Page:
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Research Article - (2011) Volume 2, Issue 2

Pathogenesis of A Clinical Ocular Strain of Streptococcus pneumoniae and the Interaction of Pneumolysin with Corneal Cells

Erin W. Norcross, Melissa E. Sanders, Quincy C. Moore III and Mary E. Marquart*
Department of Microbiology, University of Mississippi Medical Center, Jackson, MS 39216, USA, E-mail: [email protected]
*Corresponding Author: Mary E. Marquart, Department of Microbiology, University of Mississippi Medical Center, Jackson, MS 39216, USA, Tel: (601) 815-6934, Fax: (601) 984-1708 Email:


Streptococcus pneumoniae is an important cause of bacterial keratitis, an infectious disease of the cornea. This study aimed to determine the importance of pneumolysin (PLY), a pneumococcal virulence factor, in keratitis using a clinical keratitis isolate (K1263) and its isogenic mutant deficient in PLY (K1263 Δ PLY) and determine the effect of these strains on primary rabbit corneal epithelial (RCE) cells. Each strain was injected into the corneal stromas of rabbits, clinical examinations were performed, and the recovered bacterial loads were determined. Bacterial extracts were exposed to RCE cells, and morphology and viability were assessed. The mutant strain deficient in PLY, K1263 Δ PLY, caused significantly lower ocular disease scores than the parent strain (K1263), although a higher bacterial load was recovered from corneas infected with the mutant strain. Histological examination showed increased inflammatory cells in the anterior chamber and increased edema in eyes infected with the parent strain. RCE cells exposed to the parent strain had significantly decreased cell viability and showed increased evidence of cellular damage. This study confirms that in a strain that can cause clinical keratitis, PLY is a significant cause of the damage associated with pneumococcal keratitis. It also shows for the first time that the results from an in vitro model using RCE cells correlates with in vivo results thereby establishing a less invasive way to study the mechanisms of pneumococcal keratitis.


Bacterial keratitis is a devastating infection of the cornea that can lead to corneal scarring and vision loss [1-4]. Streptococcus pneumoniae keratitis frequently follows surgery or trauma to the eye and is more common in patients with coexisting ocular disease [4-7]. Approximately 30,000 cases of bacterial keratitis are reported each year in the United States alone [8]. The top causes of bacterial keratitis include Staphylococcus aureus, Pseudomonas aeruginosa, and S. pneumonia [2,5,6,9-14]. Streptococcus pneumoniae, or pneumococcus, is an important worldwide pathogen capable of causing a variety of diseases including pneumonia, meningitis, otitis media and ocular infections [11,14-20]. Traditionally, pneumococcal infections affect primarily elderly individuals or young children due to their weakened immune systems [21]; however, pneumococcal eye disease can affect people of all ages. Pneumococci possess a variety of virulence factors including a polysaccharide capsule, pneumolysin (PLY), and neuraminidases (Nan) that enable this pathogen to cause disease.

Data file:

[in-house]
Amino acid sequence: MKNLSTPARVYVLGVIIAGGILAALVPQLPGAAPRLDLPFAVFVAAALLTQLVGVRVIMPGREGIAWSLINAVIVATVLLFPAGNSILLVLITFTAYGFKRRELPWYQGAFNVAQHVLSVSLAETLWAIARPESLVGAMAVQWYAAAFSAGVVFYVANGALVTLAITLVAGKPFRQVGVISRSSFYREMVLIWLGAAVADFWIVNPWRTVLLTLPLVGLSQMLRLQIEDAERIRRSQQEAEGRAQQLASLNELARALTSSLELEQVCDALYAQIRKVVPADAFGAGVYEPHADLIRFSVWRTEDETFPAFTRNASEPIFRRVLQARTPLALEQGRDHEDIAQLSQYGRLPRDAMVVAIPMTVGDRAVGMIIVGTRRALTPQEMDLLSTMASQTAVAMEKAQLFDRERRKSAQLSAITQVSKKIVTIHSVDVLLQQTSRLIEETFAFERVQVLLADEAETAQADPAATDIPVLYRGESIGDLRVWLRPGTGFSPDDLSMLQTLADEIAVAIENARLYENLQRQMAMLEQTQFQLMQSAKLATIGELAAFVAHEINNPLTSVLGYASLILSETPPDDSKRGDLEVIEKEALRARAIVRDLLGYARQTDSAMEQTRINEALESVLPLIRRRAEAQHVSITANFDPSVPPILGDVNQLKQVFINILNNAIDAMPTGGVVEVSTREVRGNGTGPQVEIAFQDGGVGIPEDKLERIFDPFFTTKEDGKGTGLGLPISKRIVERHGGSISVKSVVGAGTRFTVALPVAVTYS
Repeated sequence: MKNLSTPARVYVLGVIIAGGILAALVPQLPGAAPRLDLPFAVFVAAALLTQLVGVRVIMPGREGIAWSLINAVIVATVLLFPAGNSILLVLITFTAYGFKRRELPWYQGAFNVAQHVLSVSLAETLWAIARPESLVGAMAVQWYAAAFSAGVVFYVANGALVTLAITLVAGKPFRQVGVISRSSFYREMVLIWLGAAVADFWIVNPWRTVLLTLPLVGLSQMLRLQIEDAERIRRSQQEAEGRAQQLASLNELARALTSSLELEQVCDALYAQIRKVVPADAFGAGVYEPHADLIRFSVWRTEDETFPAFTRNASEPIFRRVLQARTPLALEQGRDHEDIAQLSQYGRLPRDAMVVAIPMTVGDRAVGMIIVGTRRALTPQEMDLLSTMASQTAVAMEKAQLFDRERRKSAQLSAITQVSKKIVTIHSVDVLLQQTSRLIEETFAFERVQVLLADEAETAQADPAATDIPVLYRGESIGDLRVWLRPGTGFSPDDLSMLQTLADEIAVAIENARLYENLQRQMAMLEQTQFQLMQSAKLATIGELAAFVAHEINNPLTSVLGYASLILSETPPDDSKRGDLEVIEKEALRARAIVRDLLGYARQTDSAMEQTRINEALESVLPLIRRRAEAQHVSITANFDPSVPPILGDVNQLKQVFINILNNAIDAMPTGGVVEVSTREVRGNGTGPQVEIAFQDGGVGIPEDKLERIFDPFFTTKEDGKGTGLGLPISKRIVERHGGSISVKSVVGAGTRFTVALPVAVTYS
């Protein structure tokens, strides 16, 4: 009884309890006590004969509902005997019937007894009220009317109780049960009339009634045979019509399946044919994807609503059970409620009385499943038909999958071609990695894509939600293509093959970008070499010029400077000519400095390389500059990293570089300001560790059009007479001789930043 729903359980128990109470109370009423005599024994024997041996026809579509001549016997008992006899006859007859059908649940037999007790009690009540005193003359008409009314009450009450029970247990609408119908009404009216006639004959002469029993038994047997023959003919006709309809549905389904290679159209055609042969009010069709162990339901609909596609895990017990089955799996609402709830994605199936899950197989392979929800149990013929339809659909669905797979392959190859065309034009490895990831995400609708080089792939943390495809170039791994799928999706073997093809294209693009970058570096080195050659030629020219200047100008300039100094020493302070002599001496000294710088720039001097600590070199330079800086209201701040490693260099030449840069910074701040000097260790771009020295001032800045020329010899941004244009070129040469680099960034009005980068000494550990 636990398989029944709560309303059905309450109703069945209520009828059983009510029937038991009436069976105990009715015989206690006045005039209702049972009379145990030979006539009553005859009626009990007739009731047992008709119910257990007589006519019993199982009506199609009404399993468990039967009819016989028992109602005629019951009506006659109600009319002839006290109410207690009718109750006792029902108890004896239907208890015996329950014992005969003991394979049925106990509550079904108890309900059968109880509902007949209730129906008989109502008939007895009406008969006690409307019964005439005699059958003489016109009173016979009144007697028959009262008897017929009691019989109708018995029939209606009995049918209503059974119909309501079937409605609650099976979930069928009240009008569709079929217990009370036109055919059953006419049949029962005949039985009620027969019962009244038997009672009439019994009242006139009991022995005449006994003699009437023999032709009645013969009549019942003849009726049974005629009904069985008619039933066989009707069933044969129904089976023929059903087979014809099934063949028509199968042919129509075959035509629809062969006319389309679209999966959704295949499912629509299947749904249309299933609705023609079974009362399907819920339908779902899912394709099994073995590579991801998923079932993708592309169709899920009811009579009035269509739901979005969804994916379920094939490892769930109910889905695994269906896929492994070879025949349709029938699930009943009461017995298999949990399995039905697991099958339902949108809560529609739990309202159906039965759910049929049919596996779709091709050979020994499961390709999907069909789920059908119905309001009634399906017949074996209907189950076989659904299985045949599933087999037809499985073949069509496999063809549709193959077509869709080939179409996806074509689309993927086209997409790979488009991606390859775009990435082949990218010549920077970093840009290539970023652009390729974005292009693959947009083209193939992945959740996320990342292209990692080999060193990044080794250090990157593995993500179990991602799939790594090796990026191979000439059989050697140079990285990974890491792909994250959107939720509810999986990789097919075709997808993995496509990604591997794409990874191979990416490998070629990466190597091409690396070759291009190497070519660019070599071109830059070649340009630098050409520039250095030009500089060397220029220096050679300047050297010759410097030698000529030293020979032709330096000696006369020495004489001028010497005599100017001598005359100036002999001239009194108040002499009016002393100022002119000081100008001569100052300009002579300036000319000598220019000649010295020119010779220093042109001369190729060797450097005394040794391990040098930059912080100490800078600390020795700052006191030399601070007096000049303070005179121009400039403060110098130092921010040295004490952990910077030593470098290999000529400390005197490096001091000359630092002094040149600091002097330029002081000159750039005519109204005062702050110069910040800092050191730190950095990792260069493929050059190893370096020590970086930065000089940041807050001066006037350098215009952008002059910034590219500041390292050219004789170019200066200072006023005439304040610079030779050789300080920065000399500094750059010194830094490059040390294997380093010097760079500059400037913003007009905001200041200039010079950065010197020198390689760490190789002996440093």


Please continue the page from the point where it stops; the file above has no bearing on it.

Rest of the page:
Pneumolysin is a member of the family of bacterial cholesterol dependent cytolysins which also includes perfringolysin and listeriolysin [22]. It is highly conserved among clinical isolates and capable of causing many different toxic effects depending on its concentration and the cell type affected [23-27]. PLY, a 53 kDa thiol-activated cytolytic protein, has two functional domains, a pore forming (cytolytic) domain and a complement activating domain. At high concentrations, PLY binds cholesterol within the host cell and inserts into the lipid bilayer where it oligomerizes and forms a transmembrane pore that results in cell lysis [23]. At subcytolytic concentrations, PLY causes immunological damage by activating the classical complement pathway and the inflammatory response [24]. PLY activates this pathway extracellularly by binding antibody via the Fc region, though PLY can also activate complement in the absence of antibodies [24,28,29]. By activating complement, pneumococci are able to enhance the inflammatory response and thereby increase host tissue destruction via the host's own immune response. Additionally, the domain of PLY that recognizes the Fc region is homologous to the region of C-reactive protein (CRP) that activates the classical complement cascade by directly binding C1q. It is possible that PLY may act as a CRP analogue and compete with CRP possibly reducing potential protective effects of CRP [30]. The importance of this homology in vivo remains unclear. PLY has also been shown to stimulate human monocytes to produce inflammatory cytokines, tumor necrosis factor alpha (TNF-α) and interleukin-1β (IL-1β) [25] as well as cause an increase in the surface expression of intercellular adhesion molecule 1 (ICAM-1) [26]. PLY can also induce apoptosis of dendritic cells [27].